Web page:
This content is provided by the Americans for Tax Reform Foundation.
The 2001 tax relief bill (EGTRRA), drastically reduced the impact of the death tax over the course of a decade, so that it was eliminated entirely for one year in 2010 — a good year to die, joked a number of pundits. The bill lowered marginal rates and increased the applicable exclusion amount, but it also included a provision allowing individuals to carry over exclusion dollars that were unused by their spouse at the time of his or her death. This “portability” measure effectively increased the applicable exclusion for many households, in some instances putting millions of dollars beyond the reach of the federal government.
The death tax rose from the grave at the end of 2010, with a Bush-era top rate of 35% and an applicable exclusion amount of $5 million ($5.12 million in 2012).
In 2013, the death tax will revert to its antiquated, pre-2001 form. The applicable exclusion amount will plummet to $1,000,000, and the top marginal rate will leap twenty points to 55%. A 5% surtax will also return, to be levied on estates between $10 million and $17 million. This raises the top effective rate of the death tax to 60%.
According to research by the Tax Policy Center, if the current death tax expires, then the resulting, stricter exemption threshold will force 114,600 estates to file for the tax in 2013 — this represents a 13-fold increase from the previous year’s 8,800 estates, and countless wasted hours filling out tax paperwork. Of that cohort, an unfortunate 52,500 will be liable for the tax, way up from 3,300.
While those 52,500 taxpayers only represent 2% of those who die each year, no one should be fooled into thinking that the effects of this tax fall only on the proverbial “one percent.” The economic incidence of the death tax is far broader, because it causes many wealthy individuals to save less, choosing instead to retire early or, as Milton Friedman put it, “dissipate their wealth on high living.” This reduction in savings means a concomitant reduction in investment, lessening the flow of capital to businesses and organizations where countless ordinary Americans are employed.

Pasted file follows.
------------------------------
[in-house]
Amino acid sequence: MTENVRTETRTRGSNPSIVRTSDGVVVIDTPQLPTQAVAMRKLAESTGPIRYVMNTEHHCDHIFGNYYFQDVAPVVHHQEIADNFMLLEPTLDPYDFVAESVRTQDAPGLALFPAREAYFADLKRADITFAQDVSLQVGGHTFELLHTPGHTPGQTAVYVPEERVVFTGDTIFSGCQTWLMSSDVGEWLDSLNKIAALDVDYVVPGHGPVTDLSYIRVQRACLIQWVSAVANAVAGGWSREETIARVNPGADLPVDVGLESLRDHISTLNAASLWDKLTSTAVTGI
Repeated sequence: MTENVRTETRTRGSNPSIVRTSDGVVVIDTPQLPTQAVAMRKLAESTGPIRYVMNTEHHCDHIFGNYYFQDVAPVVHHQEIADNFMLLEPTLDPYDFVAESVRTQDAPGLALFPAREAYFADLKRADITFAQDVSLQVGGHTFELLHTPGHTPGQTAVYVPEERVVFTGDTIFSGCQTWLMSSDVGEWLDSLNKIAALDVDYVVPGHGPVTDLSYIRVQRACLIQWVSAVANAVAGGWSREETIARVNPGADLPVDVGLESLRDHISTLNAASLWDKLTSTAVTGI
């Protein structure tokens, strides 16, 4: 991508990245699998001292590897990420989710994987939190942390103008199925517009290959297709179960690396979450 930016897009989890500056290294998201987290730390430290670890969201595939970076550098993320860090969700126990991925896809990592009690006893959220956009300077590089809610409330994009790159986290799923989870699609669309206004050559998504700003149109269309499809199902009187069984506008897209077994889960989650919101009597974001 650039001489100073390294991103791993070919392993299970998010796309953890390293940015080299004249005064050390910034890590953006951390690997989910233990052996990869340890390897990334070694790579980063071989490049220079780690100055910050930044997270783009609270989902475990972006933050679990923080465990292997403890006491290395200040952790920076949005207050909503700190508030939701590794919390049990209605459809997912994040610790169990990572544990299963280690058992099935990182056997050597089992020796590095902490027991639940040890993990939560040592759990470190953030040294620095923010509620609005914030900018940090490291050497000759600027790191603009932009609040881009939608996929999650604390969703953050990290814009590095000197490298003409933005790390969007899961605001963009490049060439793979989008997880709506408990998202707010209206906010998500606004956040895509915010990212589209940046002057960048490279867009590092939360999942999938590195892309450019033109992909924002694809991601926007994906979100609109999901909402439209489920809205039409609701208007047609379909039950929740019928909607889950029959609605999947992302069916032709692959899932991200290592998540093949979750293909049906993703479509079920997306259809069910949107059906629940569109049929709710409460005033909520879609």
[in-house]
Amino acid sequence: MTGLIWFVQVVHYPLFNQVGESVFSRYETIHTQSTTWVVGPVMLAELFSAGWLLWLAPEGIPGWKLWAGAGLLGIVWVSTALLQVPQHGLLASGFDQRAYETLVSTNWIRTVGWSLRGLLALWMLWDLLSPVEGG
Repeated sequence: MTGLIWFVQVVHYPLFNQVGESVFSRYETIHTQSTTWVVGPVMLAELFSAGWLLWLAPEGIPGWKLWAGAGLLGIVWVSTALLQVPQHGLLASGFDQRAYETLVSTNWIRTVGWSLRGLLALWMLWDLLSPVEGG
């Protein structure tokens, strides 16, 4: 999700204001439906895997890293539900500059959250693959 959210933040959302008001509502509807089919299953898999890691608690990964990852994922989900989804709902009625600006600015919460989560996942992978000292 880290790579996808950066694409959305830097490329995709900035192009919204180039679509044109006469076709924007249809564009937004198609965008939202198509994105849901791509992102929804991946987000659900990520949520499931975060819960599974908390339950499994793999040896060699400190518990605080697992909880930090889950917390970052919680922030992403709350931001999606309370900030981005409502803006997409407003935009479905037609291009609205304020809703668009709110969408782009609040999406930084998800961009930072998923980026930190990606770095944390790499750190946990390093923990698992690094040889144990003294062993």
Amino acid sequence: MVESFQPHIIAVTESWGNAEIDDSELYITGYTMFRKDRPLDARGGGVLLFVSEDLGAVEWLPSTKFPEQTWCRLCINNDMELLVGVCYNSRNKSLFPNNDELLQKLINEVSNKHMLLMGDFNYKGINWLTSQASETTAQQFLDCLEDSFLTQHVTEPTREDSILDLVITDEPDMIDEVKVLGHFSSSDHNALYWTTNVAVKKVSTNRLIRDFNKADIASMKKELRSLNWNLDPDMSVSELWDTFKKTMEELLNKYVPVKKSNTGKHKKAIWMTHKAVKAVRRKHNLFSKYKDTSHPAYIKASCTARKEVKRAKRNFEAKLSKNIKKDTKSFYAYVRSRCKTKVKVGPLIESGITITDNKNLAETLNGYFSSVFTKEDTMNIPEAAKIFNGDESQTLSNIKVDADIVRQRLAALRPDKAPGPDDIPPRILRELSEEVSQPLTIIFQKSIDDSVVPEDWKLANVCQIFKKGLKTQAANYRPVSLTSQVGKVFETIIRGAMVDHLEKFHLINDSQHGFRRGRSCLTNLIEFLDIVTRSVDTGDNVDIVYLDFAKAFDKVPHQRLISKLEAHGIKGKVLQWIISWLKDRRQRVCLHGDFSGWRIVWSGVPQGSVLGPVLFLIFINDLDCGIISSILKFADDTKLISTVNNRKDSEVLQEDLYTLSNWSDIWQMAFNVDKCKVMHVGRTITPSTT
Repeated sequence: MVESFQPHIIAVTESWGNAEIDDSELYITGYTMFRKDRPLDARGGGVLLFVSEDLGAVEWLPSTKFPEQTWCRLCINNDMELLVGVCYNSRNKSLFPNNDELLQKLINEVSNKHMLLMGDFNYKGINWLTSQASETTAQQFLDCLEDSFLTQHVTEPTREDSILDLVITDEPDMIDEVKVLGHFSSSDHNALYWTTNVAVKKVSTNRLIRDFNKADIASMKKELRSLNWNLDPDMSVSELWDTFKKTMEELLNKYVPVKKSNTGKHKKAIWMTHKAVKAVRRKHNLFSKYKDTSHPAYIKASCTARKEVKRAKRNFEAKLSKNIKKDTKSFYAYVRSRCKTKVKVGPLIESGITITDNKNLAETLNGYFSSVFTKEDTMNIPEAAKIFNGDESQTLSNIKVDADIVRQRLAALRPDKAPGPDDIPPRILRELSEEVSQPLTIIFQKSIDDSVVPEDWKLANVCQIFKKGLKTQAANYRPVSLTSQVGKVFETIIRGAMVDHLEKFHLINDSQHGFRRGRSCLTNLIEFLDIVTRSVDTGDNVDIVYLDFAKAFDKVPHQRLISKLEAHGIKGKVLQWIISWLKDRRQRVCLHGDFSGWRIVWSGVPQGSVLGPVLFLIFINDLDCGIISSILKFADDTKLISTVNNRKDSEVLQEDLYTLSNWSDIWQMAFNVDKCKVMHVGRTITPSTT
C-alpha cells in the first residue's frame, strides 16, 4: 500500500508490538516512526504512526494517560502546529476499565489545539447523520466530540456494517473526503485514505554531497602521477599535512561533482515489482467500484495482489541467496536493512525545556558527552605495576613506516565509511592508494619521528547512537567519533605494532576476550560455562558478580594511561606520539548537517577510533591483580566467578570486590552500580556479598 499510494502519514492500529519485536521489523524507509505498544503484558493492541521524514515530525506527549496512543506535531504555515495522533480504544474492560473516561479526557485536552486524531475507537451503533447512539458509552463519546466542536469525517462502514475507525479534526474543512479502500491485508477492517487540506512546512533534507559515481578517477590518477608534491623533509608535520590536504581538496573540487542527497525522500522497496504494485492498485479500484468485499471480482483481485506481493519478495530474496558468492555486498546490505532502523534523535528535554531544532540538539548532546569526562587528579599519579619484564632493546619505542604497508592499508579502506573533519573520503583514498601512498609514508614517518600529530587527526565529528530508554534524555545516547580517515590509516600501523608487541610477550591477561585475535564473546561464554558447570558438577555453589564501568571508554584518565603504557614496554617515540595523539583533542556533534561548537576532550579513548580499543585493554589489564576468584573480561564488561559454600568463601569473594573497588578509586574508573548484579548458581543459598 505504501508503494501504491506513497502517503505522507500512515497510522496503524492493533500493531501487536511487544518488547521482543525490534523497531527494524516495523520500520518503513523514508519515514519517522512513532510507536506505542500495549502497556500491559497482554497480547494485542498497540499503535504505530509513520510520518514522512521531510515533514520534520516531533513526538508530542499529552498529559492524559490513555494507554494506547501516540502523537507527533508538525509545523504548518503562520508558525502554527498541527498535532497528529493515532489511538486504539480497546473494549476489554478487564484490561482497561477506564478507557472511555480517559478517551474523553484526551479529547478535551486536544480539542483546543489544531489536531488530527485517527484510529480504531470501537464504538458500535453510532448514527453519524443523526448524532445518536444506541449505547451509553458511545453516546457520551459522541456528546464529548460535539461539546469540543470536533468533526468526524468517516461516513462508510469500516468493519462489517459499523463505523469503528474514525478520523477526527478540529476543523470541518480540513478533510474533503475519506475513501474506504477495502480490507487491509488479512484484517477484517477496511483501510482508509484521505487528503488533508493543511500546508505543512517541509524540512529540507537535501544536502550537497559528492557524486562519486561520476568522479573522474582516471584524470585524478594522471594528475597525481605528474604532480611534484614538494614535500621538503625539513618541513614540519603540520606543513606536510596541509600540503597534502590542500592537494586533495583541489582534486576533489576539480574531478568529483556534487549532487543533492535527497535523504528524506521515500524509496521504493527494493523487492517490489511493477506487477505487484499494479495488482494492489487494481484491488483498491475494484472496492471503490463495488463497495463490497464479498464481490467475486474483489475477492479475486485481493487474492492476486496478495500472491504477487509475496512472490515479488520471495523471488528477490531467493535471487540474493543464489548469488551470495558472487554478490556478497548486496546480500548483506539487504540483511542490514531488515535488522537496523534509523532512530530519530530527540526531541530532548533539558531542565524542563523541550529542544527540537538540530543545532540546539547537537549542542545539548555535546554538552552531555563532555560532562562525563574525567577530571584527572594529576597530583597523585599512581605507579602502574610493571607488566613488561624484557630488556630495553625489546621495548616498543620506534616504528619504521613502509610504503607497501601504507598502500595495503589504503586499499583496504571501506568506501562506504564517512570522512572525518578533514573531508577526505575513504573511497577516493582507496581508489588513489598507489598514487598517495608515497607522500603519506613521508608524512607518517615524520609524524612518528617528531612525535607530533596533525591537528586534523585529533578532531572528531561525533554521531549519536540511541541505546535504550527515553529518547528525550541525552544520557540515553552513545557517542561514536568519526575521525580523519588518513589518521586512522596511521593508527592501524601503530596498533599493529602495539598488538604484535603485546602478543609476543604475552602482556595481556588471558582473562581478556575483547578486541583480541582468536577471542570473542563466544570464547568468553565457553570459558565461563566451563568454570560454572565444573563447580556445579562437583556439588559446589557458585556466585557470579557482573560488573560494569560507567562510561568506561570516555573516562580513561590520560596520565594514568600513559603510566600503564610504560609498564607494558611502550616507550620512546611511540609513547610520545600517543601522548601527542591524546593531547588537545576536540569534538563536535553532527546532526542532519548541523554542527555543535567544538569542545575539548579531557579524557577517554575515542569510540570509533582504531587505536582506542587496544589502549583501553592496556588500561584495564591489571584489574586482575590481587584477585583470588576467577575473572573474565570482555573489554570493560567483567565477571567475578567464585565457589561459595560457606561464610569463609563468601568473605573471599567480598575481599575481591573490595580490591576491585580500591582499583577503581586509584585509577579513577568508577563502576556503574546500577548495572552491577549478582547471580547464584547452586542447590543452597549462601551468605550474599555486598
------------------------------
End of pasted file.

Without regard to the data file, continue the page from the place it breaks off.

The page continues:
Additionally, use of estate planning lawyers, life insurance trusts, and inter vivos gifting (all common practice in upper-income circles) allows many wealthy individuals to minimize their estate liability, so that the death tax ends up harming only those who could not or chose not to navigate a maze of legal loopholes.
But the ills of a 55% death tax are not just speculative. Prior to 2001, when the death tax stood at 55%, a 1994 study by the Tax Foundation found that a 55% estate tax “has roughly the same effect on entrepreneurial incentives as a doubling of income tax rates.” The same death tax today, then, would have similar decision-distorting economic effects as an 80% income tax on affected parties. A 1992 study that was generally pro-redistribution piled on, finding that the paperwork and compliance costs of the estate tax largely cancelled out any revenue raised from the tax.
This consistent finding — that the death tax is effectively revenue neutral, and is a net economic drain — exposes the class warfare aims of death tax advocates. The other reasons listed merely reinforce the point: that the death tax increase should be vigorously opposed.
10 Year Cost to Taxpayers
Congressional Budget Office: $516 billion